#1 Don't melt wax in a pot you plan on using later on
#2 Attempt to find a tall, cylindrical container which will fit your inflated balloons without scraping the edges
  • I spent $3 on the glass bowl you see - which was a handy investment even though it was useless in the actual balloon dipping process.
  • As the bowl got taller it also got rounder = less height on the balloons despite more wax 
  • I used my glass bowl over boiling water as a double boiler to melt my wax before transferring it to a coffee/milk can. 
    • Yes, I did heat this can on the stove directly.
      • No I am not crazy. I was so scared it'd explode but I saw someone else do it with a coffee can on a portable gas stove in the blogsphere so assumed it was safe enough to give a go, (yes i'd probably follow someone jumping off a cliff too) but I was getting pretty desperate.
      • KEY POINTS:
        • I CONSTANTLY checked the base of the can to ensure it wasn't turning black or anything
        • I had it on a low heat for short amounts of time (as the wax was already melted to liquid in the double boiler) 
        • I only used the flame on the can to warm up the wax so it wouldn't solidify.
        • You just need liquefied wax to dip in, not bubbling boiling stuff. 
#3 If you don't know where to find beeswax or blocks of it, buy some candles in some pretty colours and smash them. I bought some red candles with rose scent - it's kind of awesome actually, they still smell nice. I also added some white candles I had been given as a birthday present - a good way to recycle old half used candles.

#4 When breaking up your wax don't use a knife - it takes too long and you'll ruin your knife. Grab a flathead screwdriver or a chisel and a hammer - go to town on you wax/candle - breaking into small bits to make it easier to melt faster.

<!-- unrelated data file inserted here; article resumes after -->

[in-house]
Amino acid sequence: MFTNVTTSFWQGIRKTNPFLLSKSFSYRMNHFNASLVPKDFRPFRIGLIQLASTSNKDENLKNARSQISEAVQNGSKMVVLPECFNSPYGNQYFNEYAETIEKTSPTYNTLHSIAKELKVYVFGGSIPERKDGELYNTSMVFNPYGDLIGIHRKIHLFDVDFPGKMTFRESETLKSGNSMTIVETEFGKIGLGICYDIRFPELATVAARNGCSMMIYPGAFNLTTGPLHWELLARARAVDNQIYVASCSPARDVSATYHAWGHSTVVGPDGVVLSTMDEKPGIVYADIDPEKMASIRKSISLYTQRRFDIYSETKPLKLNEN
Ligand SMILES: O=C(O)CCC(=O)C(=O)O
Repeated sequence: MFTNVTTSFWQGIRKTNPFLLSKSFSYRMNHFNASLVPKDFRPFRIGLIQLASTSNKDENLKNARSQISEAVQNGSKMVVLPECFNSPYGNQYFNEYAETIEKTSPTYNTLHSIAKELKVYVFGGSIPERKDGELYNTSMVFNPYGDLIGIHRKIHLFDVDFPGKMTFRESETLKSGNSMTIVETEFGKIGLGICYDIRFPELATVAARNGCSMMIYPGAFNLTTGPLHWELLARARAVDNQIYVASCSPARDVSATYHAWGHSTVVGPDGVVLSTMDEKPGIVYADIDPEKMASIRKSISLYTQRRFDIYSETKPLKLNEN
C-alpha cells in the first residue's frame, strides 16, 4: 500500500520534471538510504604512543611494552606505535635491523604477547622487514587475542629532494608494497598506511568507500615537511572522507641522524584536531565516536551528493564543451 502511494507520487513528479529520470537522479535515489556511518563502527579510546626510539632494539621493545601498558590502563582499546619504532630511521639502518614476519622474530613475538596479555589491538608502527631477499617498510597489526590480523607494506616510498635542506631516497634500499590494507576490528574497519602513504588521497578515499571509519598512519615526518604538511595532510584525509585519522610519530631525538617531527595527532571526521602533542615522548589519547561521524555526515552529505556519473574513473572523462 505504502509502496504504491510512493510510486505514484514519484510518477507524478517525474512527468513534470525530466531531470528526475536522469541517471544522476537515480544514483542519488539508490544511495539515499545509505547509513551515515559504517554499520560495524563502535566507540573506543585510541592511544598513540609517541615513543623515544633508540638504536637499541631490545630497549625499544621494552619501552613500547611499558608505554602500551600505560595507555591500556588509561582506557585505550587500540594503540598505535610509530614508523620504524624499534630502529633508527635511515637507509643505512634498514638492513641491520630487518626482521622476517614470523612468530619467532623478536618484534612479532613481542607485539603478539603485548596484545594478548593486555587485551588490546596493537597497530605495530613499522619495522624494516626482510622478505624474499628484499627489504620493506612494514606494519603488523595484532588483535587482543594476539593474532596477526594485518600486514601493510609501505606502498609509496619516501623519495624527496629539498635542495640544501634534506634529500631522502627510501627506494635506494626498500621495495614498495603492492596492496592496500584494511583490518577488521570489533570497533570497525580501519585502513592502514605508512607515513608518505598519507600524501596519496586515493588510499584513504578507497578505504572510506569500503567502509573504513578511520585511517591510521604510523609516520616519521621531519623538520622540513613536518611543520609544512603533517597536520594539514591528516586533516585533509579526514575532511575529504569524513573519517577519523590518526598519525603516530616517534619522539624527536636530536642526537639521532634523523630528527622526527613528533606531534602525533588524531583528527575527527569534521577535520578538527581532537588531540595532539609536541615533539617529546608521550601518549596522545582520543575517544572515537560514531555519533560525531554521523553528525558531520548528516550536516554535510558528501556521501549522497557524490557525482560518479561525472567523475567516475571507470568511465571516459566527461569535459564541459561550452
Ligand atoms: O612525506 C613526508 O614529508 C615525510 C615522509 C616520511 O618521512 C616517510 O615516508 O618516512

#5 Use tepid water to fill your balloons - basically you shouldn't be able to tell if your finger is in the water or not - meaning it is the same as your body temp.

#6 Hold on to the rim of the balloon as you fill it from the faucet or it will bounce off and a water balloon will squirt its contents into your face. (Don't worry tap is off in this pic - but this tip was definitely learned the hard way)

#7 Balloon shape matters. It's the mould - I skimped on this so my luminaries are all sizes but I don't mind.

#8 When you dip you balloon in the warm wax DO NOT go above the water line. Therefore, fill the balloon as much as you want and squeeze out as much air as you can before tying a knot.

#9 Dip you balloon in the wax fast, otherwise you see a drip line. Hold it for a few (2ish) seconds, pull out of wax fast and let the excess wax drip down. Dip again and repeat until smooth and desired thickness (~10ish times).

#10 Spread some baking paper onto you table tops and place balloon after last dip quickly onto it to flatten the base. Be careful when you push down that you don't split the top of the luminary as when you flatten the base of the balloon you are essentially making it fatter = prone to bursting. Once it's on the paper and flatten a bit, you can use both hands to cup the balloon as you flatten it further onto the paper.

#11 If you screw it up - start breaking the wax off the balloon whilst it's warm otherwise if you wait until it's cold it will take you ages to get all the little pieces of wax off a static balloon.

#12 Grab a baking tray and a few layers of baking paper. Place it on top of the pot of boiling water you've been using as a double boiler to flatten and smooth the top edge of luminaries. Basically invert the thing and twist it in your fingers till nice and smooth.

#13 Chances are you'll have a bunch of left over wax in your container - best to pour it into a ceramic bowl you never want to eat out of again and poke some holes in in whilst its still soft, so you can break it apart easier once it has set.

Okay so one final note, I decide to ditch the idea of LED candles as it didn't really matter what lite up my luminaries as long as they had a nice glow, so side by side you can see the difference an LED throwie made in comparison to the flickering LED candles. But the products I tried were not from the two shops I recommended as I had moved on to a new idea before the need to order in bulk arose, the reviews however for them are both good.

LED throwie, yellow LED candle, Orange LED candle

personally I prefer the colour of the luminary when lite up by the LED throwie v the candle, the middle candle gave off a greenish tinge, but the end candle with its orange flame complemented the red nicely.
I will post the deets on LED throwie making soon. But in the mean time check out both candletech's original tutorial on making the luminaries and this blog with nice pics on the process.

Happy Crafting.
mel@all.wrapped.up Web Developer

The indecisive crafter

1 comment:

  1. Thanks you very much for sharing these links. Will definitely check this out.. jewelry candles